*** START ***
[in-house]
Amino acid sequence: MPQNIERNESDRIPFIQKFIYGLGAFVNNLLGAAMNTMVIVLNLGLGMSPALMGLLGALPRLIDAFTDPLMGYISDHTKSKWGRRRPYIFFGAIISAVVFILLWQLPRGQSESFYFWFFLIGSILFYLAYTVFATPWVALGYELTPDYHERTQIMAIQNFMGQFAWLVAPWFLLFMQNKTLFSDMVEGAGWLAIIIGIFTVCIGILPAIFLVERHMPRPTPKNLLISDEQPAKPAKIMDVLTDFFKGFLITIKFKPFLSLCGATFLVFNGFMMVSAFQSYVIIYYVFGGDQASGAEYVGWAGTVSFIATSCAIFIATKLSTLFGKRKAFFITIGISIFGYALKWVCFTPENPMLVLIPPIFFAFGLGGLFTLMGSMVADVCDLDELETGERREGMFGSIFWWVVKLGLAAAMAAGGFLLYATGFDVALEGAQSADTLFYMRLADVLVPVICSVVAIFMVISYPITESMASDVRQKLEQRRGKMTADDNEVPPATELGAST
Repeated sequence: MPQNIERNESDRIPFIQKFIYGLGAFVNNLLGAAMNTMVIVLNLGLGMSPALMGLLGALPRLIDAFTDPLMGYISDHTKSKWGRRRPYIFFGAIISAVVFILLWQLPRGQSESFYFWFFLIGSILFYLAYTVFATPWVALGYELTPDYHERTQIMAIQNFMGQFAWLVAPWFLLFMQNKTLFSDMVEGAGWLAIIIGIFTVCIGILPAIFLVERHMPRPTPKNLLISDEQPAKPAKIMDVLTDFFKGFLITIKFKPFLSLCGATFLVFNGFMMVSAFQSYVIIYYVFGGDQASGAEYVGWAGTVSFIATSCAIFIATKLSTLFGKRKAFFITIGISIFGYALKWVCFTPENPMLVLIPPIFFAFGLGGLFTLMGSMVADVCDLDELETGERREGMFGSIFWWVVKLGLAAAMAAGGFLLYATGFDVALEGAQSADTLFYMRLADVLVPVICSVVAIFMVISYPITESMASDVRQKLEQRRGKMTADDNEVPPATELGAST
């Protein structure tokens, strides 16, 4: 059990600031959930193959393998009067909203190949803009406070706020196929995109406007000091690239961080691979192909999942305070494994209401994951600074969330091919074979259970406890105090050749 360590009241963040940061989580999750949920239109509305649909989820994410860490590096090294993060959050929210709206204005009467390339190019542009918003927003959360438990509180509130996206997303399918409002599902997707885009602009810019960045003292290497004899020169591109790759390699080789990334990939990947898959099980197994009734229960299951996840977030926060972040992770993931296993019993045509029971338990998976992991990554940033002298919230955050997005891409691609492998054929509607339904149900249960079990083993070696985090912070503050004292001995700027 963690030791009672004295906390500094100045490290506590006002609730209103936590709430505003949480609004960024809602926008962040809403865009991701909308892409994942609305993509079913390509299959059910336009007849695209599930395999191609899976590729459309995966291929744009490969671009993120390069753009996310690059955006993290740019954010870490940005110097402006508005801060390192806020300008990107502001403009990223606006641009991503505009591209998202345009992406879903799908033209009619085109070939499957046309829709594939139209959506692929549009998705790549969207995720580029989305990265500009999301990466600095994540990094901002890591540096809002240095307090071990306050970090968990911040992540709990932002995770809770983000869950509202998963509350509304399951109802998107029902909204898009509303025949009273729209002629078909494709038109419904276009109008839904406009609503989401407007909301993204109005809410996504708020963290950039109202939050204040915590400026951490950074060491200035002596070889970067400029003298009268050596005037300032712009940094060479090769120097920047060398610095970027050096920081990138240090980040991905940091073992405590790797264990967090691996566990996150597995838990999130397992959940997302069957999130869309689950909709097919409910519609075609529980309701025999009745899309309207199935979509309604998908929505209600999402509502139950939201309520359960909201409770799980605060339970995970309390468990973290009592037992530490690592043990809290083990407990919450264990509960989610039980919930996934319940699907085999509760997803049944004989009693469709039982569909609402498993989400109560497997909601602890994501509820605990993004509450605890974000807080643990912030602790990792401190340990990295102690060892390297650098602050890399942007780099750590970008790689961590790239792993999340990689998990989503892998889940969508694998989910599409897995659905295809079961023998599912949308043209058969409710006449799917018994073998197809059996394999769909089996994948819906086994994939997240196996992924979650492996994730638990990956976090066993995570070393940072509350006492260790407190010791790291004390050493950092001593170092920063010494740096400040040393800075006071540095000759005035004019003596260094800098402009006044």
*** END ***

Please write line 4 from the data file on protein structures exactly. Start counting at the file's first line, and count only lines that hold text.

């Protein structure tokens, strides 16, 4: 059990600031959930193959393998009067909203190949803009406070706020196929995109406007000091690239961080691979192909999942305070494994209401994951600074969330091919074979259970406890105090050749 360590009241963040940061989580999750949920239109509305649909989820994410860490590096090294993060959050929210709206204005009467390339190019542009918003927003959360438990509180509130996206997303399918409002599902997707885009602009810019960045003292290497004899020169591109790759390699080789990334990939990947898959099980197994009734229960299951996840977030926060972040992770993931296993019993045509029971338990998976992991990554940033002298919230955050997005891409691609492998054929509607339904149900249960079990083993070696985090912070503050004292001995700027 963690030791009672004295906390500094100045490290506590006002609730209103936590709430505003949480609004960024809602926008962040809403865009991701909308892409994942609305993509079913390509299959059910336009007849695209599930395999191609899976590729459309995966291929744009490969671009993120390069753009996310690059955006993290740019954010870490940005110097402006508005801060390192806020300008990107502001403009990223606006641009991503505009591209998202345009992406879903799908033209009619085109070939499957046309829709594939139209959506692929549009998705790549969207995720580029989305990265500009999301990466600095994540990094901002890591540096809002240095307090071990306050970090968990911040992540709990932002995770809770983000869950509202998963509350509304399951109802998107029902909204898009509303025949009273729209002629078909494709038109419904276009109008839904406009609503989401407007909301993204109005809410996504708020963290950039109202939050204040915590400026951490950074060491200035002596070889970067400029003298009268050596005037300032712009940094060479090769120097920047060398610095970027050096920081990138240090980040991905940091073992405590790797264990967090691996566990996150597995838990999130397992959940997302069957999130869309689950909709097919409910519609075609529980309701025999009745899309309207199935979509309604998908929505209600999402509502139950939201309520359960909201409770799980605060339970995970309390468990973290009592037992530490690592043990809290083990407990919450264990509960989610039980919930996934319940699907085999509760997803049944004989009693469709039982569909609402498993989400109560497997909601602890994501509820605990993004509450605890974000807080643990912030602790990792401190340990990295102690060892390297650098602050890399942007780099750590970008790689961590790239792993999340990689998990989503892998889940969508694998989910599409897995659905295809079961023998599912949308043209058969409710006449799917018994073998197809059996394999769909089996994948819906086994994939997240196996992924979650492996994730638990990956976090066993995570070393940072509350006492260790407190010791790291004390050493950092001593170092920063010494740096400040040393800075006071540095000759005035004019003596260094800098402009006044």